A central part of Catholic life is the celebration of the Sacraments. The Sacraments are special public and communal rituals that the Catholic community celebrates. As the Catechism of the Catholic Church states, ‘the whole liturgical life of the Church revolves around the Eucharistic sacrifice and the Sacraments’ (CCC#1113). There are seven Sacraments in the Catholic Tradition. They are grouped under three headings. The first group is called the Sacraments of Initiation and they are the Sacraments of Baptism, Confirmation and Eucharist. The second group is called the Sacraments of Healing and they are the Sacraments of Penance and Anointing of the Sick. The third group is called the Vocational Sacraments and they are the Sacraments of Marriage and Holy Orders.
The Catholic Church believes and teaches that the seven Sacraments were instituted by Jesus and given to the community of believers as a sign of the presence and power of God in our lives. That is why the Sacraments make sacred or holy important times and events in our lives. The birth of a child in often celebrated in Baptism. The love and commitment of husband and wife is celebrated in Marriage, our need for forgiveness by others and God is celebrated in Penance and our need for healing and strength when seriously ill is celebrated in the Anointing of the Sick.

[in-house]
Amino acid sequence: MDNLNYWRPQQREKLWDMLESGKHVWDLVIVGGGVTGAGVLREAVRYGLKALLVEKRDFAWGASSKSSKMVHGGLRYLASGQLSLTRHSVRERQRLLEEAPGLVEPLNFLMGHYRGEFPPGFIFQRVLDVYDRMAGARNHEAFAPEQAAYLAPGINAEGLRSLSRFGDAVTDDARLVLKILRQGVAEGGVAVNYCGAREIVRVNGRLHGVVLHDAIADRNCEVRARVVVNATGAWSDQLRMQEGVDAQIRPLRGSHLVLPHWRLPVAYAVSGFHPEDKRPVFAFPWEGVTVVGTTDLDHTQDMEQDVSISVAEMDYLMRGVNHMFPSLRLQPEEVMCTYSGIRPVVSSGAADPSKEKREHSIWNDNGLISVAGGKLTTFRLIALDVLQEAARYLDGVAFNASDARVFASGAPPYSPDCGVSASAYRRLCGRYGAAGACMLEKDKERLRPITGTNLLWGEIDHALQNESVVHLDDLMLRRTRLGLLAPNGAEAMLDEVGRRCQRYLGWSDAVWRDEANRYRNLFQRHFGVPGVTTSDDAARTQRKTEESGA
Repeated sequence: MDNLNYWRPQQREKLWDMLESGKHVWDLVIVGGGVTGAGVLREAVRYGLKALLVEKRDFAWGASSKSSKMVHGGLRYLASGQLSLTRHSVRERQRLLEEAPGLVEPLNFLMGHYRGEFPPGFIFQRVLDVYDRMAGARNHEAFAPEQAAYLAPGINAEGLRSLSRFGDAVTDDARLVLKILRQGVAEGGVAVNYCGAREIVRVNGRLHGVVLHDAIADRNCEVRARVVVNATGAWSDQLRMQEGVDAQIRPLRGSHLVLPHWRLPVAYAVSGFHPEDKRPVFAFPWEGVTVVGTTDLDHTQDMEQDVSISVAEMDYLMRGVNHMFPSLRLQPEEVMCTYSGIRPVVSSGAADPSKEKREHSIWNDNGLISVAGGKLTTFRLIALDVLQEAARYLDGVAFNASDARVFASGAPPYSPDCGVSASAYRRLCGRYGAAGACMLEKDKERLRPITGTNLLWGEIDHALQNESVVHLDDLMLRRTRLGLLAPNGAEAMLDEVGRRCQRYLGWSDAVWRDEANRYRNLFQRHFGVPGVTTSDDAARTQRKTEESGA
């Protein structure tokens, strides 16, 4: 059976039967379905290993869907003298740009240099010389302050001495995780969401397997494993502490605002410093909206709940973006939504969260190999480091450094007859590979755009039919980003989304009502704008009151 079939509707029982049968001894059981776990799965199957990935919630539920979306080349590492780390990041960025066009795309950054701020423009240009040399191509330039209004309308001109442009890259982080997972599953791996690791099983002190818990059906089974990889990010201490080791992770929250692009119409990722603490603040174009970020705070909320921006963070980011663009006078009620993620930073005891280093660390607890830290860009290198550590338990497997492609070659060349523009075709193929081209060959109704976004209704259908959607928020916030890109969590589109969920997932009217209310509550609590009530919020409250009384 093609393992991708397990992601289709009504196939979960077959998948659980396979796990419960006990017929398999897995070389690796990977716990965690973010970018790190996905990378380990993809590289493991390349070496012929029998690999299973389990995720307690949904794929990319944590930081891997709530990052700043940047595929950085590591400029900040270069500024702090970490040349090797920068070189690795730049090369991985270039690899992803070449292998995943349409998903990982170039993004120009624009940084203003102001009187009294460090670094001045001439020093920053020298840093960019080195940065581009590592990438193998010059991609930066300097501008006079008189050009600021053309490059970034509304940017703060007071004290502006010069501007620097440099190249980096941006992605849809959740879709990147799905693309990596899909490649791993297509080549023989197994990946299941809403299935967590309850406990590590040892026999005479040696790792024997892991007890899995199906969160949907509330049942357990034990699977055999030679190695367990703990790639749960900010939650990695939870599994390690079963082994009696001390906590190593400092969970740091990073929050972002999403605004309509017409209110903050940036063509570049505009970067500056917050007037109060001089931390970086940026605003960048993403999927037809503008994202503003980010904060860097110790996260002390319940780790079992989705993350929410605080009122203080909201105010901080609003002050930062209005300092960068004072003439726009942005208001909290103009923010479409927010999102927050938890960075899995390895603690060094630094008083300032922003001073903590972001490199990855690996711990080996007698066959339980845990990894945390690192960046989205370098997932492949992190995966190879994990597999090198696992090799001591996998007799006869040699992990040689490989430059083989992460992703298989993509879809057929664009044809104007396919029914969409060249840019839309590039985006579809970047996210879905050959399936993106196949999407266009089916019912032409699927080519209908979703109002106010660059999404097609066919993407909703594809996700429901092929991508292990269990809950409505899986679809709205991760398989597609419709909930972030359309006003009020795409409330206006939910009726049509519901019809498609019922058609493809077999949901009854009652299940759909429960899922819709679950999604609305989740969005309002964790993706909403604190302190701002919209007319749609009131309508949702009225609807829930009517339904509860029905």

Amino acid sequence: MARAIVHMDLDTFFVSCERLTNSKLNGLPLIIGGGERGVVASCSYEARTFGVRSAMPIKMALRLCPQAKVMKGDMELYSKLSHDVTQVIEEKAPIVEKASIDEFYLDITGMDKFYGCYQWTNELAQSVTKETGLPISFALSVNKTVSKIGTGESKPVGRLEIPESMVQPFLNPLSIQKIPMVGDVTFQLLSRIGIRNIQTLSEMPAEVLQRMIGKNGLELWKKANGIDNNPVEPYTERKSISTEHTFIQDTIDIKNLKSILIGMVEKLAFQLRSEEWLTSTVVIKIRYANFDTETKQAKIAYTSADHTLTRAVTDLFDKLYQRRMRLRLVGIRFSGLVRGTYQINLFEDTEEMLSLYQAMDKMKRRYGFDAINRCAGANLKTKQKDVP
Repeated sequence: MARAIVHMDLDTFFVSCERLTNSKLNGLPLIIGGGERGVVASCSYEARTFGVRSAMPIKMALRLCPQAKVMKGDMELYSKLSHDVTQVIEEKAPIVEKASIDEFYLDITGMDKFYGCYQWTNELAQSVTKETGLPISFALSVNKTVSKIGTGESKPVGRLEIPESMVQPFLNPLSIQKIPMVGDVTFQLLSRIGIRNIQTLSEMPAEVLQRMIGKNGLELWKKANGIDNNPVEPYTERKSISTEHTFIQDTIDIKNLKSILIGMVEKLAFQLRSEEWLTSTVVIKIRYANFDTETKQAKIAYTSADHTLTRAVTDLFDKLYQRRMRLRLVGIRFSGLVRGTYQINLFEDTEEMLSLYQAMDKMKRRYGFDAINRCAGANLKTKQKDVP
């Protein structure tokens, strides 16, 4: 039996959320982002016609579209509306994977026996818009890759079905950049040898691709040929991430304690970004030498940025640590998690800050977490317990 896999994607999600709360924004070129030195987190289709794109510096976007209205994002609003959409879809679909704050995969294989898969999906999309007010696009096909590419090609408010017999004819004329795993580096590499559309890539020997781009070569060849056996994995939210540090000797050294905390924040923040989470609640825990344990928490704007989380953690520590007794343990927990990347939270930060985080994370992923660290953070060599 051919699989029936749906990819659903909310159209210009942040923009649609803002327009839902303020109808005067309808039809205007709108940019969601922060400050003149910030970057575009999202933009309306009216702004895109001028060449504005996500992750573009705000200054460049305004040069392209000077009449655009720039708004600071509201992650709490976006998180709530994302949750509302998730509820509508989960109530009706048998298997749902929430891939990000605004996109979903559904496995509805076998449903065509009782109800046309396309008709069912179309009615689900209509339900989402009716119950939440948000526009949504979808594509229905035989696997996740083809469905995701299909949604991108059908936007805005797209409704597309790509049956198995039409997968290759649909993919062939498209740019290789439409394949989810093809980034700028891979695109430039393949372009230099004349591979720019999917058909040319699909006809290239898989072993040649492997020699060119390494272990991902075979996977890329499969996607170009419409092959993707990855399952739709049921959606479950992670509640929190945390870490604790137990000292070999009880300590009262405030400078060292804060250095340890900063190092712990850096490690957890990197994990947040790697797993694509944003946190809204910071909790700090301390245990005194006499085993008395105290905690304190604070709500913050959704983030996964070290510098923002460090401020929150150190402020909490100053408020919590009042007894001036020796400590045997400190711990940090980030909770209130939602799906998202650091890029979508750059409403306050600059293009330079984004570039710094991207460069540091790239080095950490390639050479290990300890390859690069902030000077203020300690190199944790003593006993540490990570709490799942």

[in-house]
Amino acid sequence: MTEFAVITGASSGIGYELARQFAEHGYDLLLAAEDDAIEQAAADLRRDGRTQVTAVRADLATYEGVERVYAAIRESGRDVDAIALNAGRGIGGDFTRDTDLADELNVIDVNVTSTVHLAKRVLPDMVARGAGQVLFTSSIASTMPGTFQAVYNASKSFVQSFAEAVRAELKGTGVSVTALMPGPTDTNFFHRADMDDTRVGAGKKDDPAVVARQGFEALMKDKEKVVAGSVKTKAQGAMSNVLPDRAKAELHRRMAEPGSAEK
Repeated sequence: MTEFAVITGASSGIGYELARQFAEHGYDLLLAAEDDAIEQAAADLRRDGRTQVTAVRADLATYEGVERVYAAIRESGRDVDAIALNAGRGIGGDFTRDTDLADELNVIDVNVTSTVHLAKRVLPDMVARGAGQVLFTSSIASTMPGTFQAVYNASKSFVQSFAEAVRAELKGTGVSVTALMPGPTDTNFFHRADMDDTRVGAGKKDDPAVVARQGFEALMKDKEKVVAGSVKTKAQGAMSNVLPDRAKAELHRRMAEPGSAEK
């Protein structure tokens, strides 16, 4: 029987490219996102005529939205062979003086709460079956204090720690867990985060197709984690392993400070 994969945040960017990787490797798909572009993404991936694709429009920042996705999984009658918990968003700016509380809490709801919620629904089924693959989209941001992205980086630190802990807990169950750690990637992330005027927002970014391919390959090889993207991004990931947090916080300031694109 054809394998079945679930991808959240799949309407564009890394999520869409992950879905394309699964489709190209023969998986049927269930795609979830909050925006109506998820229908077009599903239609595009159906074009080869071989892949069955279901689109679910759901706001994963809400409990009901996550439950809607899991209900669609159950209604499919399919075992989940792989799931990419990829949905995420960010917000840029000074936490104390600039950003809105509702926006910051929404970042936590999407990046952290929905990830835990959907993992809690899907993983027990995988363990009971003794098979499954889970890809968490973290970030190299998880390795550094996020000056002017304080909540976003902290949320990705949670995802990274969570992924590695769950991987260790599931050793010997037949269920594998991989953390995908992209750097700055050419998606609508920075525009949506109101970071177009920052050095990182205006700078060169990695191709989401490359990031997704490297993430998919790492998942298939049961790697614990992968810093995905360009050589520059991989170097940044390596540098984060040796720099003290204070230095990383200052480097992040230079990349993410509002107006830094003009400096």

The central Sacrament in Catholic life is the Eucharist or, as it is commonly known, the Mass. The Eucharist is at the heart of parish life, it is the reason the local Catholic community gathers each Sunday. The Eucharist is at the heart of Catholic identity. It is often described as 'the source and summit of the Christian life' (CCC # 1324). The Eucharist is the primary way that the Catholic community remembers Jesus and it is the public way we give thanks to God for all the good things we have in our lives. It is also the time that Catholics believe they are nourished and fed by the special presence of Jesus in the consecrated bread and wine. This presence is called a real presence of the body and blood of Christ. The eating and drinking of this special presence of Jesus in the consecrated bread and wine is called Holy Communion.